Updated: Oct 16
» Why am I feeling a mountain instead of a molehill? «
My partner flew off overseas for a month earlier this week. I didn't expect to be quite so thrown around by my emotions with his leaving-- he'd traveled overseas for 5 weeks last year, and I had found I actually enjoyed my solo-parenting experience.
This time round I had been feeing a bit more relaxed about it, with not a lot of thought or anxiety around him leaving, so it surprised me when I entered the kitchen moments after he'd left and burst into tears. I'd discovered two untouched cups of tea that he'd prepared but we hadn't had time to drink. I felt tender and raw for the rest of the weekend.
On the Monday, after I dropped my boy at school, I knew I needed to double-down on my self-care practices. I cleared my diary and made space for me and my experience. By school pick-up time, I was feeling more resilient. Yet it surprised me again when an ache in my heart became uncomfortably loud the moment I perceived my boy being ever so slightly rejected by his buddy at Taekwando practice. This Grief was also pulling up feelings of abandonment and rejection. It was turning into quite a cocktail of sensations.
I'd entered a Grief Window where a small measure of loss and sadness was surfacing all measures of loss and sadness, and that conflated with meaning around abandonment, rejection and unworthiness.
It's been awhile since Grief has personally visited me (trust me; I had my collective Grief experience during the COVID phenomena), but what I noticed in the 'me-time' that I created, there was a synchronistic moment where I haphazardly came across a poem I'd written almost ten years earlier. It was about my boyfriend (now partner) flying out to Christchurch as I stood watching from the other side of Lyall Bay. The tone of the poem touched my heart, it was full of loss and uncertainty. and ... beauty.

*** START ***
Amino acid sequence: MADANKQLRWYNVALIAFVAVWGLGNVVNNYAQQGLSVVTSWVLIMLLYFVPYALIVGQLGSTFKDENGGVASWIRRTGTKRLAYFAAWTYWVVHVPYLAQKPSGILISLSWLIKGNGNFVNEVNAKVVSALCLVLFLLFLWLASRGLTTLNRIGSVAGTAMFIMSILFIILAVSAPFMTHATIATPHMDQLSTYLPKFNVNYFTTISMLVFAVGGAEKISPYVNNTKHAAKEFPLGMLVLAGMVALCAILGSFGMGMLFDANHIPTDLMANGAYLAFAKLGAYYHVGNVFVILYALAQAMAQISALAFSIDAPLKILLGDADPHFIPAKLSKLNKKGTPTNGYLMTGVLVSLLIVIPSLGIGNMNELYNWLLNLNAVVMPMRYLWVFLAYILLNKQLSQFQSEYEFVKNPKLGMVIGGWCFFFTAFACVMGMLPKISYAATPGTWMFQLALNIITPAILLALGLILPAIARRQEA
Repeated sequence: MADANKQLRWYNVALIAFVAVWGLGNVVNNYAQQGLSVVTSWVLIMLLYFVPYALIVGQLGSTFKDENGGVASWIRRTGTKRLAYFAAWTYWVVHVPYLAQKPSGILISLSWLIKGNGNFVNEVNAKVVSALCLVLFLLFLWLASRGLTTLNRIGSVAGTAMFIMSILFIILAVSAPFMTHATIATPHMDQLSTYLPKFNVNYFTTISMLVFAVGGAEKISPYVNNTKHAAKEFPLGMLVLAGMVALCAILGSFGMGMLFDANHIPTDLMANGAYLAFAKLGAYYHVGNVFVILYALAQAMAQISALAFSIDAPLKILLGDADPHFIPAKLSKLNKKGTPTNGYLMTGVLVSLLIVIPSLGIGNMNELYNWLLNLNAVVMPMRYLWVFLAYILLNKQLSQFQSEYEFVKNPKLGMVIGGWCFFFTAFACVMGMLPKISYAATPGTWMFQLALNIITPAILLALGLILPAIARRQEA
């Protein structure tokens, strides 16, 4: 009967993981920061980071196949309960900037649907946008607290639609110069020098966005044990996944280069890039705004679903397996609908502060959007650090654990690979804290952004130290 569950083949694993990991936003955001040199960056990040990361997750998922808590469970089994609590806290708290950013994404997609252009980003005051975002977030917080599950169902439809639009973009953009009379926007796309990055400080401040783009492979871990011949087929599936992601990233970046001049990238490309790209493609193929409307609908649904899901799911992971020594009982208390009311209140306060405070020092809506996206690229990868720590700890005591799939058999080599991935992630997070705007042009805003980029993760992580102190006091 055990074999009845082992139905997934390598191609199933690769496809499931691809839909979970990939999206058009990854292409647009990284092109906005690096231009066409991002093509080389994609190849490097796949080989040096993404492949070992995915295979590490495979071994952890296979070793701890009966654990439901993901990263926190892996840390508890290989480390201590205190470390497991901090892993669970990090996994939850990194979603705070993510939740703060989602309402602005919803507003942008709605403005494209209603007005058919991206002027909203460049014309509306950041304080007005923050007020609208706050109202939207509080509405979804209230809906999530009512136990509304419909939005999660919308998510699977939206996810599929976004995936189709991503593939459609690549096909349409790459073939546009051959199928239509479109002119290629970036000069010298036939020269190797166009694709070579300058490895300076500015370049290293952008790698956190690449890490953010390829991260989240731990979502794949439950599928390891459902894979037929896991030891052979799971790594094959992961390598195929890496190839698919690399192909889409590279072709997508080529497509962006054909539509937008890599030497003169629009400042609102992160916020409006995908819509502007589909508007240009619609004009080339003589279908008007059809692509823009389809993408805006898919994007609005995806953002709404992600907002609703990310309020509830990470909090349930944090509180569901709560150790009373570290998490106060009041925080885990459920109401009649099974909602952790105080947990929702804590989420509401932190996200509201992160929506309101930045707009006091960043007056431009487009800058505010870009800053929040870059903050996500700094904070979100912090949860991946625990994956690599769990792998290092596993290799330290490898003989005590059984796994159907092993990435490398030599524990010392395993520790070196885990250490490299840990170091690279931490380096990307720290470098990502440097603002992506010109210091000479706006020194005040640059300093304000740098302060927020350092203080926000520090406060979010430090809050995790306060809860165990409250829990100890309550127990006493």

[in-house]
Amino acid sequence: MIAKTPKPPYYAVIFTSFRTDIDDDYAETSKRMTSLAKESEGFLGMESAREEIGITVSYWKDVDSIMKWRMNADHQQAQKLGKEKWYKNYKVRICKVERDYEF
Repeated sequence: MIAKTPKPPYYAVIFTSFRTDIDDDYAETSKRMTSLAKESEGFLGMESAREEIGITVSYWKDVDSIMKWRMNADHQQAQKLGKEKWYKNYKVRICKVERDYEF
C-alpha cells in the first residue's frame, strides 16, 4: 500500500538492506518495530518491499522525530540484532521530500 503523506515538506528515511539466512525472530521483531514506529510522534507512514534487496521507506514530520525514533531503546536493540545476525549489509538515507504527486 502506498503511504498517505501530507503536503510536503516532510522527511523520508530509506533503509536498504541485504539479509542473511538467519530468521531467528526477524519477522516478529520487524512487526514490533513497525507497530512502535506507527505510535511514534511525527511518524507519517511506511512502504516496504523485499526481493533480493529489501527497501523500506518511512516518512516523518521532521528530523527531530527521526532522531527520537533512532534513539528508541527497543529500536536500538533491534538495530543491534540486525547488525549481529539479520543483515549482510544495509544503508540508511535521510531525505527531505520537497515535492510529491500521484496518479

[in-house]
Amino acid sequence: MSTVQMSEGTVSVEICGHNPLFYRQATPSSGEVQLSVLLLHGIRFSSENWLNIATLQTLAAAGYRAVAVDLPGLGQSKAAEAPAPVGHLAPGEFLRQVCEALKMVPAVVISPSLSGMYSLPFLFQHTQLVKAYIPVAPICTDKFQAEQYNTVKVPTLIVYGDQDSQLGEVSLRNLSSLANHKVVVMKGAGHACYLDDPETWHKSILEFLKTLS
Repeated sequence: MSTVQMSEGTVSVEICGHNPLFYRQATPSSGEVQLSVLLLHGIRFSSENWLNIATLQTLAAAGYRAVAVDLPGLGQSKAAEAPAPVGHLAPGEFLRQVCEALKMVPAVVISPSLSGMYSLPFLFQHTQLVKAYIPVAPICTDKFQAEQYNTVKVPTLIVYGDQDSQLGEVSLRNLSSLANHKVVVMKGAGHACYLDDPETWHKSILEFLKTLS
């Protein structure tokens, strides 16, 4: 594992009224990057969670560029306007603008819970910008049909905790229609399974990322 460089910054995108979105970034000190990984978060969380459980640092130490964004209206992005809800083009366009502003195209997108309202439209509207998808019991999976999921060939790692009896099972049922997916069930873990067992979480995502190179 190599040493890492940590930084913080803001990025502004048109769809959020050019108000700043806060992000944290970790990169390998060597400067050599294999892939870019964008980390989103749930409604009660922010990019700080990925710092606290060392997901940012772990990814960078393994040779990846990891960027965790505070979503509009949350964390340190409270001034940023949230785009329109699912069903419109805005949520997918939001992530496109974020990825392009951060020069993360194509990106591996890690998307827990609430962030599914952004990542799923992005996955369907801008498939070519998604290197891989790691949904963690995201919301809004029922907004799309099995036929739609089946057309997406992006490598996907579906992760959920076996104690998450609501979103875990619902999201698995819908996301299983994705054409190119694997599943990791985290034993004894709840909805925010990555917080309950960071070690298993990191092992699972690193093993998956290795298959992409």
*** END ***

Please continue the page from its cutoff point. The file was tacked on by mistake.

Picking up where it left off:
I realised I wanted to hang out with my Grief more intimately, because my Grief wrote that poem back then. I was less armoured in that poem.
And it hit me; I LOVE having an opened heart-- that's' what Grief does-- and therefore I must also love feeling my heart in its moment of loss.
When Grief hasn't been fully acknowledged, felt or honoured, small things can open up a big mountain of grief. If we don't have the support and understanding of this phenomena, we can judge ourselves unfairly and curtail the very precious moment that has opened up.
The Grief Window was reconnecting me back into my poetry - that part of my Self that only emerges from a tender place.
I reconnected back also with the passing of my dad three years earlier and the incredible healing that took place in his final months during his cancer journey.
I reconnected with the loss of dreams, loves, and lives. So much surfaced to be seen, felt, acknowledged.
The Grief Window is our friend. It's here to cleans and purify our psychological and emotional body (and even physical body if we have been ignoring the earlier signals) and brings us back into connection with self, with community and with spirit.
What I feel now is the movement towards connecting back in with a very essential part of my self - the Poet; she has been dormant for years, waiting quietly while I pile on hat after hat of responsibilities (ah yes, that 'mum-hat' often feels all consuming).
As I simplify my days to the essentials, there opens up space for poetry again. It's an old intimate part of me that my new circle of mum-friends don't know exists.
It feels exciting to invite her back into my life.
The poem that got me moving...
On the other side of Lyall Bay
Between you and me
The winter sun
Horns of light
Dwarfing the aircraft you are in
I stare into the thunder
Of light, your craft
Eclipsed for a second
As it conjuncts the sun
Feel my whole body lift
The waves are large
And burst in my chest
To miss you
And touch that frightening
Possibility of your small
Life in that small craft
Disappearing, a dot
In the sky banking south
I am left
The large sky